New technology too advanced for own good
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New technology too advanced for own good

the Daily Collegian | October 18, 2004

The Food and Drug Administration recently approved Applied Digital Solutions, a technology company based in Florida, to market microchips intended for implantation under the skin in humans to allow easier access for a person's medical records. This concept has been met with much hesitation, especially when seen from the point of view that Orwell had brought up with his novel 1984 which depicted Big Brother watching over everyone at all times. This technology, however, can be most helpful in saving a person's life when it comes to paramedics and EMTs making split-second decisions. With all the potential and theoretical good it could bring to the world of emergency medicine, the scary proceedings that could result from this kind of technology are far too dangerous for society to explore.

Going by the theory that Applied Digital has, the benefits in emergency medicine that this product has to offer are too great to ignore. According to the New York Times, the chip would be implanted under the skin of a person's arm or hand via syringe and would not contain any detailed medical records, but rather, a number which would be linked to a medical directory. The medical records, which would contain information about the patient concerning their blood type, drug histories, and major surgeries/diseases the patient has had or currently has, would be updated quite frequently and very easily. The device used by emergency medical personnel to read the exclusive 16-digit number on each chip would be a handheld radio scanner.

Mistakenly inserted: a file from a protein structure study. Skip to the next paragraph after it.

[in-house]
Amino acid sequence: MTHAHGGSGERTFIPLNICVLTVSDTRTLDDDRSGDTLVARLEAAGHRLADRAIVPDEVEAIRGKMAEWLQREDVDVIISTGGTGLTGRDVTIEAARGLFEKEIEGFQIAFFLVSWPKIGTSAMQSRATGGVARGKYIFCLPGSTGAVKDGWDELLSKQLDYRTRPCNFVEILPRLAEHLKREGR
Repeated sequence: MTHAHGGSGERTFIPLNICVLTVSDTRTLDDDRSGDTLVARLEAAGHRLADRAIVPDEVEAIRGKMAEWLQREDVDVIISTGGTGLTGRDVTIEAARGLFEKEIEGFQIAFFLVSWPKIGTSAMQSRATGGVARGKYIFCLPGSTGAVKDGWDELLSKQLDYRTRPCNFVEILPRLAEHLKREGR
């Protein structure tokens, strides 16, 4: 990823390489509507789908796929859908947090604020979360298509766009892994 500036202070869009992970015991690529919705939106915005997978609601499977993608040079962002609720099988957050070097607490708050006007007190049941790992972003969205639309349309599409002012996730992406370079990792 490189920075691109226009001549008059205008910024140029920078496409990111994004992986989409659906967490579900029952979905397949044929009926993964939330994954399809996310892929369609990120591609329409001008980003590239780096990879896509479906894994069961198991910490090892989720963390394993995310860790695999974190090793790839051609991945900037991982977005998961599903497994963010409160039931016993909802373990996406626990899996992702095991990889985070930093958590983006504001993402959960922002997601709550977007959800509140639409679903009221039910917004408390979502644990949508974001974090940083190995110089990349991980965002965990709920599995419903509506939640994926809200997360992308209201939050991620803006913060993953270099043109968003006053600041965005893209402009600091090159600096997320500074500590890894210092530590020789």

This technology could be very useful when used with the intention that it was approved for. If a person passes out while jogging one day, EMTs and paramedics would still be able to find out the person's drug allergies, past medical history, and current medications even with the patient unconscious. Thus, all the appropriate medical treatments could be administered without worrying about the patient having an allergic reaction to a drug and, even possibly, determining what caused the patient to pass out based on their past medical history (ex: if the patient is hypoglycemic and their glucose level dropped too low which accounted for them going unconscious). The VeriChip, as the implanted microchip is commonly called, could greatly decrease the amount of malpractice encountered in the field.

However, with all the good and promise the VeriChip holds for emergency medicine, the thought and future prospects of where the implanted chip will lead society in years too come is too frightening when it comes to maintaining people's privacies. One major concern brought up by the prospect of the VeriChip is that this technology is currently being used as a security feature. Rafael Macedo de la Concha, the attorney general of Mexico, has received, in addition to many of his subordinates, an implanted chip controlling security access to a secure room containing highly-confidential documents vital in Mexico's battle with the drug cartels. If this technology continues to expand with its methods of use, we will soon be checking out library books by scanning our wrists instead of our library cards.

While the intentions are certainly noble with regards to the emergency medical profession, the logistics of the VeriChip are taking us into worlds that have only been seen in novels such as 1984 and Aldous Huxley's Brave New World and in movies such as Gattica and Minority Report. The fear of the chip being implanted in people is centered on the idea of authorities using it to keep track of its citizens. And while this may not necessarily be the case yet, the foot is in the door and this scenario is inevitable if this technology is further developed and made readily available through implantations in humans.

Unsigned editorials represent the majority opinion of the Massachusetts Daily Collegian Editorial Board.

 

 


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